Korea’s window on ceramic arts

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Korea’s window on ceramic arts

The government leaders of Gyeonggi province have labored nonstop in recent years to restore their region’s status as an artistic hub.
First, they erected a performance hall in Suwon for 2,000 people. Then, they unfurled an ambitious urban development project to turn a part of Paju into a publishing industry center. Plans were also afoot to build an animation complex, an artists’ village in Heiri and an exclusive town where residents would only speak English. Ironically, it seems the more officials tried the more barren Gyeonggi’s urban centers became. With rampant construction of love motels in Ilsan, Gyeonggi province’s reputation has fallen even farther.
The 2003 World Ceramic Biennale, the second show of its kind in the province, running from Sept. 1 to Oct. 30, is the latest attempt to rehabilitate Gyeonggi’s wrecked image.
The show, whose aim is to cement the area’s reputation as a center for traditional ceramic pottery, is smaller in scale compared with the 2001 show but better organized. With a more formal arrangement, its focus is more on substance, with style taking a backseat.
One of the notable achievements this year is the display of unique pottery-making traditions from the Gyeonggi area, the location of some of Korea’s oldest kilns. Organizers have reconstructed a traditional clay kiln at the biennial site and invited 31 professional potters to demonstrate the original process of ceramic-making.
The special exhibits warrant a notice. Included are ceramic dolls from Guangdong, China, porcelain from Spain and a display of ceramics made by Picasso, who exerted a strong influence on contemporary ceramics by moving them beyond the functional.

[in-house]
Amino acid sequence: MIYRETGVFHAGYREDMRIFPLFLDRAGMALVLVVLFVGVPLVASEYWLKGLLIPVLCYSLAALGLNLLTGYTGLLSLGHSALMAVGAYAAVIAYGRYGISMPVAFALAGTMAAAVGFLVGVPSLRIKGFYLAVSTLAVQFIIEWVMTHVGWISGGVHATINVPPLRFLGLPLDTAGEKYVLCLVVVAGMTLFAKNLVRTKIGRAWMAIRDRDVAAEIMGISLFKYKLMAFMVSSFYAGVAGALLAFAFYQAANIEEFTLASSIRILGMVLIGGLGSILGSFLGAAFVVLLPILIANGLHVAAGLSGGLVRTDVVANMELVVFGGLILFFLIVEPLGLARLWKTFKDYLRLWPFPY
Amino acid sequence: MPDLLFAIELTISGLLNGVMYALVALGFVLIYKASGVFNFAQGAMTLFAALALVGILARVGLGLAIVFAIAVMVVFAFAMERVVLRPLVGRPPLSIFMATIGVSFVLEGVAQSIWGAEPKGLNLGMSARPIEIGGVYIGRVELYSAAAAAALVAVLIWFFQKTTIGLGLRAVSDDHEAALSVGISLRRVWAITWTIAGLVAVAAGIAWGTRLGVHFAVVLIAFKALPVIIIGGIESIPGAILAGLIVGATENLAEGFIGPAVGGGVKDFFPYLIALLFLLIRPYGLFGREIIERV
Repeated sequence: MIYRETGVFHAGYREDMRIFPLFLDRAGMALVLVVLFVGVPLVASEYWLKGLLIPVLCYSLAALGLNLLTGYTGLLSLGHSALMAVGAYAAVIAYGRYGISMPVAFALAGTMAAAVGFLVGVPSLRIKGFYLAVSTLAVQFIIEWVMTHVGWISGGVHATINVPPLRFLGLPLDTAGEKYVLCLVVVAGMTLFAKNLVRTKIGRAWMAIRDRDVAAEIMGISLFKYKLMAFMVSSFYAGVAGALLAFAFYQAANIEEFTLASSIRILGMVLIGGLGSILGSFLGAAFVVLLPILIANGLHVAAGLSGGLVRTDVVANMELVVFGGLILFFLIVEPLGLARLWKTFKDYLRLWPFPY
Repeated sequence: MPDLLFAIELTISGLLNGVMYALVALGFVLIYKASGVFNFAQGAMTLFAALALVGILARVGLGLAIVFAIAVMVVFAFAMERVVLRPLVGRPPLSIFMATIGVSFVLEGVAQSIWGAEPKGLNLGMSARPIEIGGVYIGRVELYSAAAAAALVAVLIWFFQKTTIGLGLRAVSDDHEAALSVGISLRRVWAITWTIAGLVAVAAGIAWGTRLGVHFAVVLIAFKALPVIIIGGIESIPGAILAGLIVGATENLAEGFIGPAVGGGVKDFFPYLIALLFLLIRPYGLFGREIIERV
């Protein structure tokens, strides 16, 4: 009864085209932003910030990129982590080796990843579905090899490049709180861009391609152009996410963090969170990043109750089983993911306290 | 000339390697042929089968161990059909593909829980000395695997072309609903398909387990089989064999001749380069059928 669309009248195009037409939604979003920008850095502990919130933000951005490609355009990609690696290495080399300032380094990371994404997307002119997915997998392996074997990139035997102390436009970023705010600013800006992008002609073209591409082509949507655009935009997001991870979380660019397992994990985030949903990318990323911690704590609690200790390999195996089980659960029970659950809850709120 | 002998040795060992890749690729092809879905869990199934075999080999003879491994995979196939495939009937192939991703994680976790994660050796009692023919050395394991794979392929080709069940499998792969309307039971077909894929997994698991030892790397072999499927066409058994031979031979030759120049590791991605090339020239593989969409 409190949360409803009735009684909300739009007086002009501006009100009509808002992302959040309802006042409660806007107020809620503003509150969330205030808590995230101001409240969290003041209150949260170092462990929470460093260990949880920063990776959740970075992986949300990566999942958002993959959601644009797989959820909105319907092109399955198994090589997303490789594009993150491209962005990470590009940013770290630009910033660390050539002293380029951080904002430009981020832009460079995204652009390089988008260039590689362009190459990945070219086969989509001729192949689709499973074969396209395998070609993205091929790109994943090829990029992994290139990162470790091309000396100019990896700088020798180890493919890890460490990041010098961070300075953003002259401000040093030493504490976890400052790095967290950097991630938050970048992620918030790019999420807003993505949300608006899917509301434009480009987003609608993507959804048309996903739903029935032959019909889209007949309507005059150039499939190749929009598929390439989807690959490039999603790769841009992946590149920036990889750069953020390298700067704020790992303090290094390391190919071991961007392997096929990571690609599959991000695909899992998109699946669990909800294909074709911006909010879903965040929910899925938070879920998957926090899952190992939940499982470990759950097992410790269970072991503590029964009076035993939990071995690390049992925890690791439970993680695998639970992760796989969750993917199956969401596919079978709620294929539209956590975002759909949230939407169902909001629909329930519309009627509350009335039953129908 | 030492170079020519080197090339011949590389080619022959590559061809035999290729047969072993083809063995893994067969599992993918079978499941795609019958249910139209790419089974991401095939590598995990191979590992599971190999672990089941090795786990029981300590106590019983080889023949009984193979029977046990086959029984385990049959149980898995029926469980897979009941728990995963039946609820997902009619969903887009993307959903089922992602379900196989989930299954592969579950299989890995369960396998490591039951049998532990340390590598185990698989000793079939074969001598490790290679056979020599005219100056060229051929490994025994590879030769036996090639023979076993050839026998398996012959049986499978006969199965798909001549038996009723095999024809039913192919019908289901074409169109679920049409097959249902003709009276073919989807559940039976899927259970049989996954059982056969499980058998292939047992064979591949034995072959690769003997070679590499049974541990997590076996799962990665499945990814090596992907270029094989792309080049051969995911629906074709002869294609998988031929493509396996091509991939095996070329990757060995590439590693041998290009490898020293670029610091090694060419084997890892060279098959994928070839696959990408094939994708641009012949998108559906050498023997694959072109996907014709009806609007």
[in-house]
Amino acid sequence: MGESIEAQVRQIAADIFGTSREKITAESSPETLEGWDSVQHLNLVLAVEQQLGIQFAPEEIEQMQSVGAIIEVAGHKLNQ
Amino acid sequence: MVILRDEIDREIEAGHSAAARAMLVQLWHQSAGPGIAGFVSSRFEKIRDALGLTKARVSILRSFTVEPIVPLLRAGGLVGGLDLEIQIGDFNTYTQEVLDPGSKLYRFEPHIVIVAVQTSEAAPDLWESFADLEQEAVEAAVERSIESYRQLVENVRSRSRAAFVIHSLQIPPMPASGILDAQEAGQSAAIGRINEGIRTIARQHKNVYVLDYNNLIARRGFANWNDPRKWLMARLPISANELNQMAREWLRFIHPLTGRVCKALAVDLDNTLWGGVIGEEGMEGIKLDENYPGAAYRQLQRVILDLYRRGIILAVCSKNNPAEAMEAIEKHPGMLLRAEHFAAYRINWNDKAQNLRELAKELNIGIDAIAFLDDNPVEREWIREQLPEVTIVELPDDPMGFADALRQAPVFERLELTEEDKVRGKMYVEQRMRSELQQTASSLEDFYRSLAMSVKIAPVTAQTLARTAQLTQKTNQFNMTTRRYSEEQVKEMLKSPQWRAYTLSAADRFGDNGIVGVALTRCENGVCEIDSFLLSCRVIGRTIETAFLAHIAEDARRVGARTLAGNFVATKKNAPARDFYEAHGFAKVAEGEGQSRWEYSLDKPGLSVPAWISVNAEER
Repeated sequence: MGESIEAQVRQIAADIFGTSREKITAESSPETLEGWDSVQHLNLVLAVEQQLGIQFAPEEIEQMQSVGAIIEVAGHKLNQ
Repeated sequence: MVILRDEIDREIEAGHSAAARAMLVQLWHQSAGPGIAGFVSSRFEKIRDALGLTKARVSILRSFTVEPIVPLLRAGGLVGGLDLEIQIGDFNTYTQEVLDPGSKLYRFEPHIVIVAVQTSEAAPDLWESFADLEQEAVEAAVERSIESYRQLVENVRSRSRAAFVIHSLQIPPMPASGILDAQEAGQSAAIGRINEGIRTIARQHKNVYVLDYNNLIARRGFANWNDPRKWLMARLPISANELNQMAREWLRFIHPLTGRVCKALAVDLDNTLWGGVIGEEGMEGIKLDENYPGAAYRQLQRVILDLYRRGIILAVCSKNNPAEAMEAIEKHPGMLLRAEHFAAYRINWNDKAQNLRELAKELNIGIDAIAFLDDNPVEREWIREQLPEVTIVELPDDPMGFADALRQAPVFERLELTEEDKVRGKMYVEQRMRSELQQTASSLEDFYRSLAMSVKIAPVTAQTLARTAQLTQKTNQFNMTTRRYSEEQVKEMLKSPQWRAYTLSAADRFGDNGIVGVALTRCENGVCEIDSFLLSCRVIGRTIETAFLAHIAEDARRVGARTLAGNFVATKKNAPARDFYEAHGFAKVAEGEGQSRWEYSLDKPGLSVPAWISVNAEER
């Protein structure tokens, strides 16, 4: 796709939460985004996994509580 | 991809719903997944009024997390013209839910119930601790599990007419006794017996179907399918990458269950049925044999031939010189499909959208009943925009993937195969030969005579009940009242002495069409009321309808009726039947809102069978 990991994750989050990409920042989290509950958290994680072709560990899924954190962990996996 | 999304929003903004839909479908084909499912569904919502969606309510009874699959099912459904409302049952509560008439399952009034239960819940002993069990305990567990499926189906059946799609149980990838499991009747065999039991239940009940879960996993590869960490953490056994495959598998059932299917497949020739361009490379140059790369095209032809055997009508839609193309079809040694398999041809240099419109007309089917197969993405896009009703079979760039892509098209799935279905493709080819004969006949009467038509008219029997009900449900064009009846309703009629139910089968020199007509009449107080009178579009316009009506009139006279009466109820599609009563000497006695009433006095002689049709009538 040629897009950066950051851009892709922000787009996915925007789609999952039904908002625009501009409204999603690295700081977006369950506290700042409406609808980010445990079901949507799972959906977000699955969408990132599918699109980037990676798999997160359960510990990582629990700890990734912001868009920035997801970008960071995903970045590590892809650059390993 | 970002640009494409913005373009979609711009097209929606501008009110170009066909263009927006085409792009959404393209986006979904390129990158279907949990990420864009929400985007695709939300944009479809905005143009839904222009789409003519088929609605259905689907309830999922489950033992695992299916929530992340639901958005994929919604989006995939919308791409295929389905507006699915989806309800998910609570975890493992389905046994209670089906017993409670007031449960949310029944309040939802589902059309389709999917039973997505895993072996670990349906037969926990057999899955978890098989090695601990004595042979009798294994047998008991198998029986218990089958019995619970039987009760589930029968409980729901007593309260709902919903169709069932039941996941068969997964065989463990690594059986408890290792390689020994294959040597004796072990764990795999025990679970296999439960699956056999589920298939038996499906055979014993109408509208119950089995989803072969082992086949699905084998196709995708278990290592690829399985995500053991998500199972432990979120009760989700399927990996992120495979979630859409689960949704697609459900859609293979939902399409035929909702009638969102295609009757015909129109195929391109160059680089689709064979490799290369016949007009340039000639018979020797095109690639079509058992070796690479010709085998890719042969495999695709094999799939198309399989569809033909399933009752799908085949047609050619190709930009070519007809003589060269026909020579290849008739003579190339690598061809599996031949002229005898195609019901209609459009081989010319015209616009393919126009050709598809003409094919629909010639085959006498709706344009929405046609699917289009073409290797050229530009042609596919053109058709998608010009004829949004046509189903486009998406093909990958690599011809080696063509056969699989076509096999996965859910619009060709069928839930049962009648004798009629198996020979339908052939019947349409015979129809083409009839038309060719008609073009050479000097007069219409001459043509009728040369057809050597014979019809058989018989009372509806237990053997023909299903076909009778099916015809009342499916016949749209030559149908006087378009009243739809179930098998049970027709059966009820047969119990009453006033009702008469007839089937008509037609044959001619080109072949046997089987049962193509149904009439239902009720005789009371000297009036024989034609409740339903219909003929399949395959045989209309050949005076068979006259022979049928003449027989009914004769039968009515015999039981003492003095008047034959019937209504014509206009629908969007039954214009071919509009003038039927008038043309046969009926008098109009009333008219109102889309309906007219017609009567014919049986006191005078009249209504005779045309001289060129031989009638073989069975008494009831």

The biennial takes place in three cities, each about 20 minutes apart by shuttle bus, which will run during the festival period.
In Icheon, which produced several masters of traditional ceramics and where the Joseon-era royal kilns have been housed for more than 500 years, the focus will be on the changing trends in contemporary ceramics around the world. Yeoju, with more than 600 kilns, is famous for its high-quality white porcelain clay; about two-thirds of domestic tableware is produced here.
In Gwangju, Gyeonggi province, a major producer of white porcelain, the focus will be on traditional ceramics and its origins. The Joseon Royal Kiln Museum here will display 247 ceramic artifacts dating from the Joseon Dynasty (1392 to 1910); seven of them display such technical precision that they are classified as national treasures.
You can reach Icheon by bus from Seoul Express Bus Terminal. A ticket for the entire biennial costs 6,000 won ($5), or 4,000 won for one city. For more information call (031) 631-6513.


by Park Soo-mee

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